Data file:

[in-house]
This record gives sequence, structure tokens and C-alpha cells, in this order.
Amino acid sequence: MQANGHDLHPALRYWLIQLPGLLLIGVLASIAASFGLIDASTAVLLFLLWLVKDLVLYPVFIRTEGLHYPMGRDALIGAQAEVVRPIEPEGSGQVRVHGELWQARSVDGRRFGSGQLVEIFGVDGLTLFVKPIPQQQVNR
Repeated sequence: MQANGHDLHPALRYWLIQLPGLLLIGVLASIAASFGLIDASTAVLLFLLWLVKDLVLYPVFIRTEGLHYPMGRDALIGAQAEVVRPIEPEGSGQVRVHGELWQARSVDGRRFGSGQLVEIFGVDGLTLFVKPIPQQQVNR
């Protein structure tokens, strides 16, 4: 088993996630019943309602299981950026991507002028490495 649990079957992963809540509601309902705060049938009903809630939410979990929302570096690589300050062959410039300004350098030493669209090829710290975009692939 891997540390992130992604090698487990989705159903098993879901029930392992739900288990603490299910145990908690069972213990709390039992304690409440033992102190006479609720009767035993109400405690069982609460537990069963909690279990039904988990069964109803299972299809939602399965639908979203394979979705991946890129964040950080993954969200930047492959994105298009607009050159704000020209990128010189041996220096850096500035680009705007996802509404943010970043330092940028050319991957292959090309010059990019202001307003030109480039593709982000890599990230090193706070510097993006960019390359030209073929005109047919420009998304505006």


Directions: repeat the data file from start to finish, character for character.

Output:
[in-house]
This record gives sequence, structure tokens and C-alpha cells, in this order.
Amino acid sequence: MQANGHDLHPALRYWLIQLPGLLLIGVLASIAASFGLIDASTAVLLFLLWLVKDLVLYPVFIRTEGLHYPMGRDALIGAQAEVVRPIEPEGSGQVRVHGELWQARSVDGRRFGSGQLVEIFGVDGLTLFVKPIPQQQVNR
Repeated sequence: MQANGHDLHPALRYWLIQLPGLLLIGVLASIAASFGLIDASTAVLLFLLWLVKDLVLYPVFIRTEGLHYPMGRDALIGAQAEVVRPIEPEGSGQVRVHGELWQARSVDGRRFGSGQLVEIFGVDGLTLFVKPIPQQQVNR
């Protein structure tokens, strides 16, 4: 088993996630019943309602299981950026991507002028490495 649990079957992963809540509601309902705060049938009903809630939410979990929302570096690589300050062959410039300004350098030493669209090829710290975009692939 891997540390992130992604090698487990989705159903098993879901029930392992739900288990603490299910145990908690069972213990709390039992304690409440033992102190006479609720009767035993109400405690069982609460537990069963909690279990039904988990069964109803299972299809939602399965639908979203394979979705991946890129964040950080993954969200930047492959994105298009607009050159704000020209990128010189041996220096850096500035680009705007996802509404943010970043330092940028050319991957292959090309010059990019202001307003030109480039593709982000890599990230090193706070510097993006960019390359030209073929005109047919420009998304505006």